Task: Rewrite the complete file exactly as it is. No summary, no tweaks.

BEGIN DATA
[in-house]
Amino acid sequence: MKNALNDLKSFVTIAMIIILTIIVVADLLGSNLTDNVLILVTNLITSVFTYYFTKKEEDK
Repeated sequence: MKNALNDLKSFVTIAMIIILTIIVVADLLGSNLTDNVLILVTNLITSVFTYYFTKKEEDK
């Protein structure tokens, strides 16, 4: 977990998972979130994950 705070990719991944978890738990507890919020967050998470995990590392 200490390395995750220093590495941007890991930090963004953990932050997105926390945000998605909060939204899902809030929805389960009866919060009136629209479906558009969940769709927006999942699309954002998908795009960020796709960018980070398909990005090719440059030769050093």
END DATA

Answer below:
[in-house]
Amino acid sequence: MKNALNDLKSFVTIAMIIILTIIVVADLLGSNLTDNVLILVTNLITSVFTYYFTKKEEDK
Repeated sequence: MKNALNDLKSFVTIAMIIILTIIVVADLLGSNLTDNVLILVTNLITSVFTYYFTKKEEDK
């Protein structure tokens, strides 16, 4: 977990998972979130994950 705070990719991944978890738990507890919020967050998470995990590392 200490390395995750220093590495941007890991930090963004953990932050997105926390945000998605909060939204899902809030929805389960009866919060009136629209479906558009969940769709927006999942699309954002998908795009960020796709960018980070398909990005090719440059030769050093």